My baby’s given name was Marleen Berty, which I thought sounded terrible with “Kokkoris” so I promptly re-named her Marlena Charisse. Marlena after my favorite character on Days of Our Lives, and Charisse after one of my close friends at the time.
In this photo you can see Marlena with her adoption papers and her first birthday card. She still sports the outfit she came in.
In the 80s I also begged for another toy I never got: Atari, the revolutionary home video game system that pretty much all of my friends had. Instead of giving in to that desire, my parents and grandmother supplied me with a steady stream of quarters, which I rapidly fed to the arcade across the street at the Eastport Plaza mall. My games of choice: Tempest, Centipede and of course, Pac Man (or more specifically, Ms. Pac Man). Below you’ll see a sticker from one of my stationery collections featuring the character.
Above the sticker is my book about Olympic gymnast Mary Lou Retton. Mary Lou was what kept me glued to the ’84 Olympics and also what made me take gymnastics for the next four years. I had a bodysuit and training suit identical to hers and practiced my winning smile (another thing she was famous for) in my bedroom vanity mirror on a daily basis. I still watch and enjoy the Olympics, but I don’t remember ever liking another athlete as much as I liked her.
When I was young, every Easter I would beg for a bunny. Since I was allergic to cats and dogs, and rabbits could stay contained in one room, I thought having one would be ideal. My parents thought otherwise.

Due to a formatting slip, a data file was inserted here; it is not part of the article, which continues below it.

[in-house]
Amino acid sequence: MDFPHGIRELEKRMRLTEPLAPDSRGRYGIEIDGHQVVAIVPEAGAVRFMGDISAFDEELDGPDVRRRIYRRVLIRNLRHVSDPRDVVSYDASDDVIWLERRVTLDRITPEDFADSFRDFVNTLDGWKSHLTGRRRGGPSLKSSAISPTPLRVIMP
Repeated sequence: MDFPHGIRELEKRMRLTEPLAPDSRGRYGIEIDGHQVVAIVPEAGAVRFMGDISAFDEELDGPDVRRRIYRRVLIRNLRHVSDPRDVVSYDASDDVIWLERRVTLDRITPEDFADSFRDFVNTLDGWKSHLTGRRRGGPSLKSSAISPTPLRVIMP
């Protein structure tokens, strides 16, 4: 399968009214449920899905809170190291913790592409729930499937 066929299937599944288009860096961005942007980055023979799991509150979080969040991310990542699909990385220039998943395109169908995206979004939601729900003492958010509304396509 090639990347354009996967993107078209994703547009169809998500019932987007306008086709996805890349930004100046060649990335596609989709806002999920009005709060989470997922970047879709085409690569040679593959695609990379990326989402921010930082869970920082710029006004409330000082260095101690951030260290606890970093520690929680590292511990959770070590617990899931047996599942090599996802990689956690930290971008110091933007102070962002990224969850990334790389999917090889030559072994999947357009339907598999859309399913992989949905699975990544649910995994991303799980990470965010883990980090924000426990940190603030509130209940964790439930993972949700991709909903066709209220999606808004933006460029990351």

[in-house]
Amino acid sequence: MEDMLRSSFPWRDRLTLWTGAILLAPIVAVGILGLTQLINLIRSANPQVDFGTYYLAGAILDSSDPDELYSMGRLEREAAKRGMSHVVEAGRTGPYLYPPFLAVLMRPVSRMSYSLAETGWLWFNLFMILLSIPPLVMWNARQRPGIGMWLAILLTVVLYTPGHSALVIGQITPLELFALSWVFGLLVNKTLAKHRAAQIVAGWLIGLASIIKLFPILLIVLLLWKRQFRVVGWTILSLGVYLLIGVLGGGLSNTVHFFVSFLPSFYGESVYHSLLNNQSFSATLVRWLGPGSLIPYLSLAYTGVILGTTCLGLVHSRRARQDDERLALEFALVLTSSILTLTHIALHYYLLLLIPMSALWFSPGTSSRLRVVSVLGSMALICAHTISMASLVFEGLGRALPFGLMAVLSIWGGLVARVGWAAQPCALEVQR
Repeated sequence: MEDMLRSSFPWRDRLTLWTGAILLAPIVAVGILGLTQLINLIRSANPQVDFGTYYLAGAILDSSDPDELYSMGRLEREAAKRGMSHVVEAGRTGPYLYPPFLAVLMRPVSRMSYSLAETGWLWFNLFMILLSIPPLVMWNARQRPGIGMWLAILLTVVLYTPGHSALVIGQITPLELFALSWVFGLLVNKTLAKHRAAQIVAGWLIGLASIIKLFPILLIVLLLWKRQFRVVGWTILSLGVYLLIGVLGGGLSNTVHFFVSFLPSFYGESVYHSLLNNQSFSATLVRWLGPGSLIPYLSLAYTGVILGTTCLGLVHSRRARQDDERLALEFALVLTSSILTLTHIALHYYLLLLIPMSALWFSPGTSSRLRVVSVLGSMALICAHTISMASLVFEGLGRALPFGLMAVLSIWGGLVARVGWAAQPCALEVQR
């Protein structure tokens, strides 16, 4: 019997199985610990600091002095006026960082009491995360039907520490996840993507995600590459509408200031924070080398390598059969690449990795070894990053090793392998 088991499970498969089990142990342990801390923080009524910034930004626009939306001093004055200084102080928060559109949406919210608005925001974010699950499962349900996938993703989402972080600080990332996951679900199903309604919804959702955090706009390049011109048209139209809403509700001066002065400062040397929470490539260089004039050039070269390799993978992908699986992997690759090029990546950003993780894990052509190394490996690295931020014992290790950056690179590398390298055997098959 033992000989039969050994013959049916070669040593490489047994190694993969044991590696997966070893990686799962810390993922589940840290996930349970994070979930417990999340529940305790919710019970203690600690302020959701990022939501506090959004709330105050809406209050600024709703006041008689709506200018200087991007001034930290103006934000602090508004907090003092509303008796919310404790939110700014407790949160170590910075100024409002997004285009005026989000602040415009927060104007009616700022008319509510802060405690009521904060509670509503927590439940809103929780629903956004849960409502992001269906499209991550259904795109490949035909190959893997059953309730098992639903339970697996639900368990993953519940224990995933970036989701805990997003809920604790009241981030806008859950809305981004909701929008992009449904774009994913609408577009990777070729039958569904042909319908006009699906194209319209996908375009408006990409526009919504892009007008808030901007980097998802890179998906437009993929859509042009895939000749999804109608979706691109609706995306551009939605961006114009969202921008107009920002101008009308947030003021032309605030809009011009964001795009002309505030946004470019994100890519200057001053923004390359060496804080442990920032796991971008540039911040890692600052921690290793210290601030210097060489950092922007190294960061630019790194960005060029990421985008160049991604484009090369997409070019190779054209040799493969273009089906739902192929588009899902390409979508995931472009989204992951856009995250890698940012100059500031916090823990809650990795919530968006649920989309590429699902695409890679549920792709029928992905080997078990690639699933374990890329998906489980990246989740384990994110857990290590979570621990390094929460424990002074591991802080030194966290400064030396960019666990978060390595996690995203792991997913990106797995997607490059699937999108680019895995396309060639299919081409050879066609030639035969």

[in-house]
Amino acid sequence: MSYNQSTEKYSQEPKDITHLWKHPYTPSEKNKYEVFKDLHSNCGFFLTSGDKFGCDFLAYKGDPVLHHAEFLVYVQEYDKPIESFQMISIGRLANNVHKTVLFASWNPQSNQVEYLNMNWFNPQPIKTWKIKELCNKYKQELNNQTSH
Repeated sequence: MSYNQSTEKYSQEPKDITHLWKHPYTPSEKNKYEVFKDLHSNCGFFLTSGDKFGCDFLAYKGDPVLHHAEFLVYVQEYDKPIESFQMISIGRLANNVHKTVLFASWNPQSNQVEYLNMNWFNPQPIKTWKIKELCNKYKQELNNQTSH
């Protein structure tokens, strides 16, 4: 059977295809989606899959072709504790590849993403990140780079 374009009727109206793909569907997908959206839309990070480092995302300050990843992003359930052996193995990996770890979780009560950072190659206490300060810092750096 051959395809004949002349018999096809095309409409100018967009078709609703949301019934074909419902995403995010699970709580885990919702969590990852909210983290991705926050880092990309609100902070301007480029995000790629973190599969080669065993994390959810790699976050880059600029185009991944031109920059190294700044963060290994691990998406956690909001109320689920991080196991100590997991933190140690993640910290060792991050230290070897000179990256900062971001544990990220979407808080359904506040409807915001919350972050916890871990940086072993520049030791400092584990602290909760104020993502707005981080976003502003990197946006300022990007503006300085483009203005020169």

They showered me with Easter baskets full of Cadbury Mini Eggs (my favorites), magazines with Michael J. Fox on the cover and various token gifts. But never did I receive a bunny. Mom claimed that rabbits smelled, I was most likely allergic to them too, and it would be too devastating when someday said pet passed away.
Though she was right on all counts, that didn’t stop me from wanting one and visiting the rabbit cages at the pet store across the street. I also made a friend of Diamond, a sweet grey bunny that belonged to my 6th grade reading teacher, Miss. V.
Diamond lived in our classroom and we often made a game out of letting her out of her cage. I was one of the trusted few who was allowed to leave the room to retrieve her because I was calm enough to coax her back (I know, me, calm?!)—I took this privilege very seriously and was rewarded tenfold.
Miss. V. sometimes went on vacation and needed students to board Diamond while she was away. Each time she helped try to talk my mom into letting me take her home and each time my mom responded with a resounding “no.” I would get too attached, my Dad (the biggest animal lover of all of us) would relent and get me my own after Diamond left, etc. She never caved.
But Miss V. remained a favorite teacher, and recognized my way-above-level reading and writing skills. She was the first to introduce me to Anne Frank: The Diary of a Young Girl and the first to encourage me to read forbidden works by the brilliant Judy Blume. Really, she was a hell of a teacher.